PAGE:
In San Francisco, they built the Parkside library on Taraval street, about three blocks away, just before I was born. I remember the low flat roof and huge concrete bricks that fascinated me as to how they were stacked to make the walls. In those days a five-year-old could go to the corner and ask any adult to take his hand to cross the big street; my parents let me go alone. In Antioch, the library was one house away from ours, practically across the street, not 50 feet away. I got so many stickers as rewards for reading books that the children’s librarian had to continually give me replacement cards. In Madera, I volunteered to work in the library shelving books and so on. (When my mother retired she also volunteered to work in the nearby public library for many years, so you know where I got all this love of libraries and books.)
Can a few books be enough? The early Americans had a Bible, a primer, maybe a copy of Pilgrim’s Progress or some subscription novels like those of Louisa May Alcott or Harriet Beecher Stowe. Not more than a foot of shelf space anyway. As they traveled across the plains they tossed the heavy books to save the oxen.
Now I probably have 10,000 books filling my home, basement, father-in-law’s garage and computer. No comment needed.
What else? Halloween candy lasted till Christmas, otherwise none until Easter. We played with a broken baseball bat and a tennis ball because we had no real baseball and no glove anyway. I borrowed a bike from my friend David so I could ride my paper route to get enough money to buy my own bike, which only took about two years of savings. And I never remember eating out as a child, except potlucks and a burger once at the bowling alley.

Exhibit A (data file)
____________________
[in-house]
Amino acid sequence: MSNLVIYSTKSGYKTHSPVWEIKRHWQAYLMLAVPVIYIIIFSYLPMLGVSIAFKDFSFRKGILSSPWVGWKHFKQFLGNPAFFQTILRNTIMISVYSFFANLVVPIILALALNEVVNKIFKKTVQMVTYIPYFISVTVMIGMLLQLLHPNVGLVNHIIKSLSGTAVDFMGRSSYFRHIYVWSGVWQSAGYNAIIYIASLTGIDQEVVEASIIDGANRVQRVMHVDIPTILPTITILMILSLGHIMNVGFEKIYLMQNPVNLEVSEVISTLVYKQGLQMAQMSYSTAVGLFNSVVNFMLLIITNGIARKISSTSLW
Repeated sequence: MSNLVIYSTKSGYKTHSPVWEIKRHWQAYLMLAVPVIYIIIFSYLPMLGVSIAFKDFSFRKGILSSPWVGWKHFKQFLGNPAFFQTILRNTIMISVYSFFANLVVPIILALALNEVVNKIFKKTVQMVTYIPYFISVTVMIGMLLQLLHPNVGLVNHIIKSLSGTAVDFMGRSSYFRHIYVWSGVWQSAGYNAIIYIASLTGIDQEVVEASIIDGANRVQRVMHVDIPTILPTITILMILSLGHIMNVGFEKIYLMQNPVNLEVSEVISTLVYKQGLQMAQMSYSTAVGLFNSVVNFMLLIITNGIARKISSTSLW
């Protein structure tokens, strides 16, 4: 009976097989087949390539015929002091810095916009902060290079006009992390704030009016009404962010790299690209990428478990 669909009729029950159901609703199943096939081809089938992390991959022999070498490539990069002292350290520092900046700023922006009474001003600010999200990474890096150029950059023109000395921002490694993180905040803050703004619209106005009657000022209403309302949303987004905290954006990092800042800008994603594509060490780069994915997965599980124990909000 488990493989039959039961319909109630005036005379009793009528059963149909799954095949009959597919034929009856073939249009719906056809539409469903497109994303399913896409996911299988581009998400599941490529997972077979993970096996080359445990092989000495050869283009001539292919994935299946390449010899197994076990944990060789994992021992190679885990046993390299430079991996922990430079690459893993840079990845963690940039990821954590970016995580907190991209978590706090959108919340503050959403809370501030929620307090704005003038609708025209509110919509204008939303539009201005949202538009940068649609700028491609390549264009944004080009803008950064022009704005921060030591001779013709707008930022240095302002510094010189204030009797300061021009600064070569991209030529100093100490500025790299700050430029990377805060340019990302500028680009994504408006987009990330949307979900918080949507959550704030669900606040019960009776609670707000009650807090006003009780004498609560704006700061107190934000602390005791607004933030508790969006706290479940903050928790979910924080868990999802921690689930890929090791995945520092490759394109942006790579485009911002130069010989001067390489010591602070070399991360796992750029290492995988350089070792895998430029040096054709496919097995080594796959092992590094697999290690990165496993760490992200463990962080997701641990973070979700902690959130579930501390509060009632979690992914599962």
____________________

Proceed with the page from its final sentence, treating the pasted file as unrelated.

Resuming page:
So growing up were we poor or did we feel poor? Yes and no. We probably were but didn’t suffer for it at all. Never crossed our minds. Would I have had a better life with more stuff? No. Do I now? No.
Some economist recently came up with a minimum salary on which to afford happiness or the pursuit thereof. Quality of life can involve basic necessities (hard to smile on an empty stomach), so he says we need at least $60,000 annually. That’s much more than I’ve ever made. Combined with my wife’s pay too. He’s telling us that on his chart we’re out of the comfort zone and in the suffering zone. Yeah, so? It’s my own chart that counts.
I’ll let you answer for yourself the implied question about spiritual poverty or wealth and the meaning of life. Good luck.
Happy trials, Martin
Mutt: Old professors never die, they just lose their class.
Jeff: We’re starting that again?
Mutt: Yes we are. Old doctors never die, they just lose their patience.
Jeff: Old hippies never die, they just smell that way.
Mutt: Old lawyers never die, they just lose their appeal.
Jeff: Old sewage workers never die, they just waste away.
Mutt: Old policemen never die, they just cop out.
Jeff: Old steelmakers never die, they just lose their temper.
Mutt: Old sailors never die, they just get a little dingy.
Jeff: Old hypochondriacs never die, they just lose their grippe.
Mutt: Finally, there is no conclusive evidence about what happens to old sceptics, but their future is doubtful.